Bird of paradise is one of those other-worldly plants that combine fantasy with spectacle. The brilliant tones of the inflorescence, uncanny resemblance to its namesake, and towering huge leaves make this plant a stand out in the landscape. In unfavorable sites and conditions, you may notice curling leaves on bird of paradise. There are several reasons for leaf curl on bird of paradise. Here are a few to help you narrow down why bird of paradise leaves curl.
Why Do Bird of Paradise Leaves Curl?
The natural form of bird of paradise is as a 5 to 30 foot (1.5-9 m.) tall tree. There are several varieties but each one has huge paddle shaped leaves that start out as curled tubes from the main body. The leaves unfurl as they mature, but even older foliage will bear some curve at the edges. Bird of paradise is a tropical plant with 18-inch (46 cm.) long leaves on average, that grow out of a main crown in a clump. A little bit of leaf curl on bird of paradise is normal, but occasionally there will be more pronounced curvature and possibly other damage signs.
Cultural Causes of Leaves Curling on Bird of Paradise Plant
The bird of paradise is suitable for USDA plant hardiness zones 10 and 11. It is not reliably hardy in zone 9, but you can grow it in a pot in cooler zones in summer, as long as you move it indoors before cold temperatures arrive. The leaves are thin at the edges and tend to tatter in high winds or with repeated bruising. Any number of things can cause leaf curl on bird of paradise in improper conditions.
- New plants need plenty of water at establishment or their newer leaves will curl in protest.
- Chilly temperatures tend to make the leaves curl inward as protection.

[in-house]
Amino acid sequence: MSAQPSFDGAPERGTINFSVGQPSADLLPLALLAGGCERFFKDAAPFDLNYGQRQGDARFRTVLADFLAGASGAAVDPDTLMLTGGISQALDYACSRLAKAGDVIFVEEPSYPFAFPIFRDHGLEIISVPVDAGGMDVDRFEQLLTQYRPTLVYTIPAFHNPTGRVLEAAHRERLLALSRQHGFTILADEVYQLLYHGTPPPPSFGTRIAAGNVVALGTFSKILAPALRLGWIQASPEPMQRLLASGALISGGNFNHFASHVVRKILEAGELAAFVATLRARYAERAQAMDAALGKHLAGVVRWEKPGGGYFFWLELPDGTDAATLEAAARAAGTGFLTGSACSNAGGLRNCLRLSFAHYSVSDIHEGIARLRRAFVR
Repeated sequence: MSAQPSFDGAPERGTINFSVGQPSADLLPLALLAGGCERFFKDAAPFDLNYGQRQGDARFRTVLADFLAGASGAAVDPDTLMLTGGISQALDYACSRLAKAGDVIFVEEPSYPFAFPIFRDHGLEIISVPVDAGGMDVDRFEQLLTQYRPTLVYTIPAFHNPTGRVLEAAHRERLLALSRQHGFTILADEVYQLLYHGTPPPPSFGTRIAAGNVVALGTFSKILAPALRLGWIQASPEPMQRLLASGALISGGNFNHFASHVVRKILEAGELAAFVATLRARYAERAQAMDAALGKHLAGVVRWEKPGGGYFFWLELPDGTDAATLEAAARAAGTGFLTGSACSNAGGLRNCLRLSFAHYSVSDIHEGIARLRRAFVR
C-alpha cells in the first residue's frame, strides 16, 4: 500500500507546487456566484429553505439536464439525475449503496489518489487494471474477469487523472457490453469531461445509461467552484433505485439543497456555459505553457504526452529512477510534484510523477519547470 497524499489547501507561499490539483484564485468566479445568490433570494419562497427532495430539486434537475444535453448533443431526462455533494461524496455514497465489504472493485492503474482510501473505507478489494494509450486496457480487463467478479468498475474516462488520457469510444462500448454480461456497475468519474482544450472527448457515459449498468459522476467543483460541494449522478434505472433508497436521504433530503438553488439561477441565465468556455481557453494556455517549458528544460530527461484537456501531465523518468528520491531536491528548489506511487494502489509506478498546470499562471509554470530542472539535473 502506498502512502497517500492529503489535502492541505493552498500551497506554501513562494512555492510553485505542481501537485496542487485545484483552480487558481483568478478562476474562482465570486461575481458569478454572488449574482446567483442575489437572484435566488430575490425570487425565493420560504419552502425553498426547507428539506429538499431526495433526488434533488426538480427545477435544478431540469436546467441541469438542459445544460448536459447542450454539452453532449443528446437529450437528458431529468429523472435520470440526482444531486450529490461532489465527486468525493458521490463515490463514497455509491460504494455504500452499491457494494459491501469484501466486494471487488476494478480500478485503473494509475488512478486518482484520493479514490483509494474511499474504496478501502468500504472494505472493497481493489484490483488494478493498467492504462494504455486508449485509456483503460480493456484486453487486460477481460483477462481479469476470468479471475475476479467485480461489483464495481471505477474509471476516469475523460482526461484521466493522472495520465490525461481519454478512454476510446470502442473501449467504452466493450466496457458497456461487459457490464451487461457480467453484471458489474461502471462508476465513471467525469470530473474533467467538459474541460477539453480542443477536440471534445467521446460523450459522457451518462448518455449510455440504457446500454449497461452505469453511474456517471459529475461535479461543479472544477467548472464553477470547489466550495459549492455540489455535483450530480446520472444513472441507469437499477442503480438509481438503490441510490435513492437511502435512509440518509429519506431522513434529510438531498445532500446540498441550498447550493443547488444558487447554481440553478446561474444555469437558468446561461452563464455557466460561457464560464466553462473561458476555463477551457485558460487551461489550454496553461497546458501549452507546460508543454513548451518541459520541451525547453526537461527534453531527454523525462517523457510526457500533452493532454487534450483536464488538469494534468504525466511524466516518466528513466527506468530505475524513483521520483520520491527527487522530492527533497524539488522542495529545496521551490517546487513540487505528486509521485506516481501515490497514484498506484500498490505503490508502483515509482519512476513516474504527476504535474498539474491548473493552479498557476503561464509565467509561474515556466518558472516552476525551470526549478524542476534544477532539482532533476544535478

- Poor soil and improper soil pH will also present as curling leaves on bird of paradise.
Leaves Curling Up on Bird of Paradise Due to Pests and Disease
Several pests have been known to attack bird of paradise plants. Malformed leaves and curling foliage are caused by sucking insects such as scale and mites. A form of thrip, Chaetanaphothrips signipennis, is commonly found on bird of paradise plants and also causes the leaves to curl.
Some fungal diseases are common to the bird of paradise; but while they do cause foliar deformation, they do not commonly cause leaves curling up on bird of paradise. More common reasons are environmental.
Curling Leaves on Bird of Paradise Indoors
Containerized bird of paradise plants should be repotted every few years or when they become pot bound. New soil is important in container plants to help provide nutrients. It is also important to give the plant enough root space. If the plant is root bound, it impedes its ability to uptake moisture and nutrients which can cause curling leaves on bird of paradise.
Situating the plant near a drafty window will affect leaf health as will allowing the container to dry out for too long. Leaves may also curl after a transplant, but they will usually rally in a few days after the transplant shock wears off.